If you do not live in Finland or do not have any financial ties to Finland, you may not be aware of the Finnish Trust Network (FTN).   However, the FTN has both direct and indirect impact across the EU that all businesses should be aware of. Regulation 27 of the European Commission will eventually be transposed into the national law of every member state, so similar requirements and benefits, will be coming to your local market too – including increased security and reduced costs for consumers and application providers.

Ubisecure has been an active participant in the Finnish government-led definition of moving the country from TUPAS to FTN.  We have previously explained the functional aspects of the FTN (Finnish Trust Network), including its genesis, Regulation 27 of the European Commission and our participation in the formalisation of the FTN. In this follow-up blog we will go back to basics to explain why all EU companies should take note of what’s happening in Finland.

Cross-border strong authentication hub as a single service

Before the FTN, every individual company or organisation that wished to use advanced digitalisation and build on existing strong digital identities had to make direct 1:1 contracts and connections with each of the Identity Providers (IdPs) out there, typically the banks and telcos.  You can imagine that processing the contract alone would prevent many organisations from even being able to establish such a digital service – contracting directly with several banks could be a full-time job.  This doesn’t include the consideration over the technical setup – likely 10 or more direct connections to configure and maintain.  Overall, the prior generation of digital strong authentication was time-consuming and created lots of potential for error during the service integration phase.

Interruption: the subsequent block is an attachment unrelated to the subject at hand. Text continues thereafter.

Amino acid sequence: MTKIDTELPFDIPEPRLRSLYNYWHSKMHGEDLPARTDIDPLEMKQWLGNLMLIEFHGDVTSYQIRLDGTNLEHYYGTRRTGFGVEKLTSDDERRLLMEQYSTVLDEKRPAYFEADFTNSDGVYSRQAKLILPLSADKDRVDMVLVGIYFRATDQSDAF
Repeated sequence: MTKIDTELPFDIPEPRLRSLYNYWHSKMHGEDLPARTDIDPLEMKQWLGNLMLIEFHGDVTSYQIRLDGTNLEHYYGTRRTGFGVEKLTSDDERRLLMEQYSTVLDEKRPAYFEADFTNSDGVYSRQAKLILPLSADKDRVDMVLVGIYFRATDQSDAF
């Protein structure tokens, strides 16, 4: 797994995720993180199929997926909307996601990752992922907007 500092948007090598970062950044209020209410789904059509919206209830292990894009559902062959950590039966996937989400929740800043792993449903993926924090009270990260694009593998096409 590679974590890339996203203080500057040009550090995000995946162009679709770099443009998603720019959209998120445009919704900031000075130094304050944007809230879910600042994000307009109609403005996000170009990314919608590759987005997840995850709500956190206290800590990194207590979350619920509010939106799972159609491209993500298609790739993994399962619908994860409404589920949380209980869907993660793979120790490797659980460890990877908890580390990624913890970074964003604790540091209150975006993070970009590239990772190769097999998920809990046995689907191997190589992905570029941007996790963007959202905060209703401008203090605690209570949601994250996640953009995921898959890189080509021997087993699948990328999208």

Thanks to the FTN, a brokering service with a single service authentication hub is available – one central point to contract with and connect to.  Here at Ubisecure, we are in a strategic alliance with Telia, one of the biggest telcos in the Nordics to deliver the (award winning) brokering platform.  Telia’s Identification Broker Service (TIBS) enables organisations to maintain a single contract with Telia and gain access to all 14 primary financial institutions participating in the FTN.  A single contract with a single integration.  It’s never been easier for businesses to benefit from strong digital authentication – KYC (Know Your Customer) – without having to maintain connections to multiple IdPs, typically banks. FTN drives and enables business through true digitalisation.

For more information on the award winning Telia Identification Broker Service please visit here or read our case study explaining the project and its use cases.

Financial drivers for the FTN

Still, the FTN isn’t just about ease of use and digitalisation enabling modern digital services. While, officially, regulated numbers have not been published, it’s clear that the cost of digital authentication prior to the launch of the FTN was substantially higher and varied greatly depending on the desired authentication method being used by each end user.  The overall costs of using the FTN are less than they were pre-FTN, and the expectation is that as usage increases the transactional cost will decrease over time.

At the same time, the ease of use of the FTN compared to pre-FTN means that more and more organisations can start participating in the continued digitalisation of the Finnish economy. The precursor to FTN is Finland’s Suomi.fi public services portal – which utilises the same authentication capabilities available in the FTN.  Suomi.fi received some 57 million authentications, and 2018 saw a 53% growth to 87 million authentications.  For 2019, the stats are still open, but it is expected that Suomi.fi will top 110 million authentications. (Statistics from VRK Väestörekisterikeskuksen Tilinpäästös Vuodelta 2018)

We can reasonably assume that FTN usage will follow a similar growth curve and will be in the hundreds of millions of authentications per year.  Increased availability at a lower cost means Finnish citizens can perform secure banking and other online transactions all from the comfort of wherever they happen to be – not standing in line waiting for their queue number to be called.

Across 2020 we will publish a number of blogs highlighting features, uses and functions of the Finnish Trust Network. So, stay tuned…